Just finished reading his Three Philosophies of Life, which examines Ecclesiastes--Life as Vanity, Job--Life as Suffering, and The Song of Songs--Life as Love.
100% recommended, I especially liked his take on the inclusion of Ecclesiastes in sacred scripture. "Ecclesiastes is the one book in the Bible that modern man needs most to read, for it is Lesson One, and the rest of the Bible is Lesson Two, and modernity does not heed Lesson Two because it does not heed Lesson One. Whenever I teach the Bible as a whole, I always begin with Ecclesiastes. In another age, we could begin with God's beginning, Genesis. But in this age, the Age of Man, we must begin where our patient is; we must begin with Ecclesiastes."
And then he goes on to say this:
Let me put the point in a single word. It is a word that I guarantee will shock and offend you, though it comes from Saint Paul. Paul used this word to describe his life without Christ, his life full of worldly successes, education, wealth, power, prestige, and privilege. Paul was "a Pharisee of the Pharisees", a Roman citizen, educated by Gamaliel, "the light of Israel". But before Christ put him into the post-Ecclesiastes relationship with God, what was his life? Shit. "Dung"--that was his word for it, not mine. Look up Phillippians 3:8 in the bold old King James version. Compared with the all-excelling knowledge of God in Christ Jesus, all of the greatest things in this world, according to Paul, are skubala--shit. Dung. Job's dung heap.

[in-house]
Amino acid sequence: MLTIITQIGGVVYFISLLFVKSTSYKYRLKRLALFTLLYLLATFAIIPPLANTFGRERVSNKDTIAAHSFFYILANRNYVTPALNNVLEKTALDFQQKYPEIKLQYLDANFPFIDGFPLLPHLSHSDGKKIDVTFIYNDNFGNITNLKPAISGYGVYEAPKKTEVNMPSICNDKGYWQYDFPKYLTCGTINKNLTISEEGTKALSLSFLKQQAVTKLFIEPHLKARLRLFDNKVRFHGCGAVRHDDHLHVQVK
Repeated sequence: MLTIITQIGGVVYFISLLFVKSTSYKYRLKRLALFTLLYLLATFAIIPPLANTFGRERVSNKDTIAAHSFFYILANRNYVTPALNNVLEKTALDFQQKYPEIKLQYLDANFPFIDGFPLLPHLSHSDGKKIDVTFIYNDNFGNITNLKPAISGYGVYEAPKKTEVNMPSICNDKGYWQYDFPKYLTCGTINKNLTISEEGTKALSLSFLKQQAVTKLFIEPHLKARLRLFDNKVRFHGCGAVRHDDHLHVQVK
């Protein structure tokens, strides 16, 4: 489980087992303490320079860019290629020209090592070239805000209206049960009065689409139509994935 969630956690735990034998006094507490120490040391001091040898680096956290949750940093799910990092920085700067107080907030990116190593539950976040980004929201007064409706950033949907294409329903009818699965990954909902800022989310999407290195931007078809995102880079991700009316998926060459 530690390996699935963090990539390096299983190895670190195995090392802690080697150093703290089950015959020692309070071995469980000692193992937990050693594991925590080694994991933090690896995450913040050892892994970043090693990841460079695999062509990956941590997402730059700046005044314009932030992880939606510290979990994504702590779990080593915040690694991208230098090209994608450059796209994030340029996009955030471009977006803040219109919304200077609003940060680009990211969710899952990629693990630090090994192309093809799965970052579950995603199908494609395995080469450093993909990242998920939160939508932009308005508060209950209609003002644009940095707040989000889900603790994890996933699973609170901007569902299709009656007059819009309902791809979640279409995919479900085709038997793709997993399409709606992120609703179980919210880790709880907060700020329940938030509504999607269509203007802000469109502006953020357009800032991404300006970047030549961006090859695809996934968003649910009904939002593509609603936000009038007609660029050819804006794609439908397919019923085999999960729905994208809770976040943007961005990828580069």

That is the message of Ecclesiastes, for a Christian.
More tomorrow, on what he said when he wrote about Job.